Optimize an SSD system disk. The installation of the material does not differ from that of a classic disk.

Optimize an SSD system disk in Windows: conditions

As far as software goes, this is no different than a drive tray, but Three conditions must be met when installing an operating system on the SSD:

  • The SATA port that the SSD will be plugged into, should be number “0” or “1” in the motherboard BIOS and preferably in the native controller (not complicated, in this day, it’s an Intel or AMD controller …).
  • The SATA port must be set to AHCI before installing Windows.
  • Forget about the operating system before Vista. Except for a rare model of SSD specifically studied for Windows XP, such as the Kinston SSDNow V + 100 series, which has the particularity of integrating Garbage Collection (GC), equivalent to the TRIM command of w7 and 8 but which are executed independently and automatically to maintain optimal performance level. These SSDs are almost impossible to find. So it is necessary to privilege Windows 7 or 8.

volume optimization

  • If you install Windows on a small SSD volume (less than 120/128 GB), it is preferable to store data and as much software as possible (for example, games). Dedicated to a conventional disk.
  • Avoid filling the SSD at all costs and do not exceed the occupancy rate of 60% of the total volume. Example: if you have a 100 G0 SSD, do not exceed 60 Go of the used volume. The predominant reason for this rule is that it leaves as much space as possible for the SSD controller to better distribute the data across the chips. This will reduce wear on the memory chips. The more space, the more you can “transform” the free/used cells alternately. SSD manufacturers talk about Intel’s “scheduled rotation” or “sharding.”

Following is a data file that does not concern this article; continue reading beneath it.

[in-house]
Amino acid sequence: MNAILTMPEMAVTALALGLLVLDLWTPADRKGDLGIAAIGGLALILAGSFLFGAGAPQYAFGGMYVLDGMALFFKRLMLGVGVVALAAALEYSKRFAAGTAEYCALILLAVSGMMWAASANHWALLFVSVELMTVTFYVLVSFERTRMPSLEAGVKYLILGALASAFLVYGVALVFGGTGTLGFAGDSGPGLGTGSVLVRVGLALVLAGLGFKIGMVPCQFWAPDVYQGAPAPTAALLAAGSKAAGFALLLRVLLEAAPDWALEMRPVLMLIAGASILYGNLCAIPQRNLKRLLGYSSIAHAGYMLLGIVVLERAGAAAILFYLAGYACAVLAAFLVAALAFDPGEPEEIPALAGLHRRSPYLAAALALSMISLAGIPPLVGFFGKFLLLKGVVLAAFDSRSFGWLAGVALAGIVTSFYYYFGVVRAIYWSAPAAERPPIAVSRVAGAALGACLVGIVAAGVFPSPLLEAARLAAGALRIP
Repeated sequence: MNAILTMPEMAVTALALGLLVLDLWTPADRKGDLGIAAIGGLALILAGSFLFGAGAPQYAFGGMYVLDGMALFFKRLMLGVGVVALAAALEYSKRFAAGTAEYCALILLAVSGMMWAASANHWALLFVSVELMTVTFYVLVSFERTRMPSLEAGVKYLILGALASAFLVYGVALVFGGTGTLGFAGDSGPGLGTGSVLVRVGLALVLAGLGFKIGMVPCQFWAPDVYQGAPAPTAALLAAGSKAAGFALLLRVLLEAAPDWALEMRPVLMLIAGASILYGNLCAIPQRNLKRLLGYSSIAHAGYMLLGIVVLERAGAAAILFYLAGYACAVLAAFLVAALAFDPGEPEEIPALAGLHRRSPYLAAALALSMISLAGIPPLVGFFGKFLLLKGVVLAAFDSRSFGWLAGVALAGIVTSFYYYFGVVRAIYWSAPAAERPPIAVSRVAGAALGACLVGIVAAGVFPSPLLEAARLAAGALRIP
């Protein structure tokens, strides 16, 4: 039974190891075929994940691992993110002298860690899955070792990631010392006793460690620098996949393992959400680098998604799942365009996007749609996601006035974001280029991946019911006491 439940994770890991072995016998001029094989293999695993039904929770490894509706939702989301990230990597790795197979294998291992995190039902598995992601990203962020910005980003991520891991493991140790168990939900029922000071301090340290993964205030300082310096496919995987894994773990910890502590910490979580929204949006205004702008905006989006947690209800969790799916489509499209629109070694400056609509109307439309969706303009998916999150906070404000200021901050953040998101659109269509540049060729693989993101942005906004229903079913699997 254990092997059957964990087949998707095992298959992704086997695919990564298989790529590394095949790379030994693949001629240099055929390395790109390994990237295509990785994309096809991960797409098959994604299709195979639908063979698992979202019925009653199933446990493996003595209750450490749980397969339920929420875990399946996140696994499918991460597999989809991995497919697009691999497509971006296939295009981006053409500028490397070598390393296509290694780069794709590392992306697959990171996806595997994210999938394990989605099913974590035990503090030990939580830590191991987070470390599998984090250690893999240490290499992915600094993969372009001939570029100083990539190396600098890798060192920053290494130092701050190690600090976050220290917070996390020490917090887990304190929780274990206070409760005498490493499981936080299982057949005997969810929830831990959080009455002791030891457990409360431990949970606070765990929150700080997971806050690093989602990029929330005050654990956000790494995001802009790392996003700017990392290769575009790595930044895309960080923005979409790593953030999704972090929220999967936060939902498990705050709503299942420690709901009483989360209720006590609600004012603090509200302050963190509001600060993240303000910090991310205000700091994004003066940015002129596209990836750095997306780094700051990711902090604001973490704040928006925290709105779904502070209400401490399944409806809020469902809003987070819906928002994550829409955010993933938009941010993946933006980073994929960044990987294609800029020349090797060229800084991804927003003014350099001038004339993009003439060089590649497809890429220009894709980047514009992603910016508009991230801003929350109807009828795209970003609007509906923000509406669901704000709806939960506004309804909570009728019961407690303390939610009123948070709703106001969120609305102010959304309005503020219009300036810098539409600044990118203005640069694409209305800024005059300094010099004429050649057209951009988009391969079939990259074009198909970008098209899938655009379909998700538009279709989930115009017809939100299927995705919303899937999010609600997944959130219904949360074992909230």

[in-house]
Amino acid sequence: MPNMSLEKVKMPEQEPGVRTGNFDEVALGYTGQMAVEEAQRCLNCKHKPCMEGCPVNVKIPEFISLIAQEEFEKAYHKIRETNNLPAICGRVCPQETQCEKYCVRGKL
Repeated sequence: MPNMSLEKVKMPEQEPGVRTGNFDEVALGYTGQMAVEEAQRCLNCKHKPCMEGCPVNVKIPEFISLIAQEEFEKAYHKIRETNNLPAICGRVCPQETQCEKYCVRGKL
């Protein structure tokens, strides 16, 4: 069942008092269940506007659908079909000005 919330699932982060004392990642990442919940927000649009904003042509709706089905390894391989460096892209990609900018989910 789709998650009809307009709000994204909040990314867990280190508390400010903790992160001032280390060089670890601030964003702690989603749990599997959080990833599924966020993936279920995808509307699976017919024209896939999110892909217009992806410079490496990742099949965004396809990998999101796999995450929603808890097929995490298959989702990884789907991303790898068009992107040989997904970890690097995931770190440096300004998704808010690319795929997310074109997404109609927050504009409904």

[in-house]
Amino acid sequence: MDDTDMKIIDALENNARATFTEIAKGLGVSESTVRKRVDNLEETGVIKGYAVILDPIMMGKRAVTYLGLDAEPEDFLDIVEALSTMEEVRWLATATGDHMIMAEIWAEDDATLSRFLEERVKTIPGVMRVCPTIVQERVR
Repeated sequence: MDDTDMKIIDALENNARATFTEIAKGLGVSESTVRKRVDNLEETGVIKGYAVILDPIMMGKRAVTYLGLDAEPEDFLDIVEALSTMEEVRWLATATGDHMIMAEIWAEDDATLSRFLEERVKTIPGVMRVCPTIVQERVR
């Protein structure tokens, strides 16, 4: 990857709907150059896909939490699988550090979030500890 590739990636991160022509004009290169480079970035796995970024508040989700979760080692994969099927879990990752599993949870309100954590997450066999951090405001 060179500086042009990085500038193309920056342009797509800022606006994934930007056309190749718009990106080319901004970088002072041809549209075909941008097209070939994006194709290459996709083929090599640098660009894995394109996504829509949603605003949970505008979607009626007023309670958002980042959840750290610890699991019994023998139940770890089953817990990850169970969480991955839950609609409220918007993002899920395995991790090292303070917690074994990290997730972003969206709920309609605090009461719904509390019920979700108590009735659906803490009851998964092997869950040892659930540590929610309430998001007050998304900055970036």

Performance optimization

  • Check that the TRIM command is functional (Windows 7, 8)
  • Do not exceed 60% fill of the useful volume (see above, this also directly interferes with performances)
  • After installing Windows and drivers, it is necessary to start WEI (Windows Experience Index), the Windows performance index. This validates SSD support by Windows.
  • Intel chipset motherboards (any ICHxx chipset from P965 and PCH series 5 and 6): If performance is not as expected with Windows base units, install RST (Intel® Rapid Storage Technology)

Lifetime Optimization

  • It is simple. For an SSD to live long… it must be used! Seriously, we need to avoid useless writes that wear out memory chips as much as possible.
  • Disable Windows defragmentation if it is not already automatic. You shouldn’t defrag an SSD at all. This type of operation inflicts an impressive amount of writes that will be the cells. The performance of an SSD is not affected by file fragmentation like a classic disk, on the contrary: fragmentation is beneficial, since it allows uniform wear of the cells and the SSD controller manages all this.
  • Disable indexing for all partitions on an SSD (indexing is useless on an SSD).
  • In the “Power Management” settings, prohibit disk hibernation (for SSDs)
  • Move virtual memory to another disk using advanced system parameters (pagefile.sys)

Other optional optimizations

  • The driver of an SSD is very important. Like all hardware, it is firmware driven, feel free to update it if the SSD manufacturer offers a newer version than the current one. The operation is performed immediately after purchase or during reinstallation of Windows, since it is often destructive to data and the operating system (depending on the model, this is not always the case). Updates bring a general improvement in performance, reliability, or bug fixes.
  • Disable standby or extended hibernation if you usually let your PC stand by itself, avoid pointlessly shutting down the SSD.
  • If your PC has less than 4 GB of installed RAM, you can disable Prefetch, Superfetch and swap files from the SSD (only in the presence of a second conventional drive).
  • Disable system restore to limit the allocated space, this last recommendation should be followed if you are not afraid of losing data in the event of a crash, crash, etc.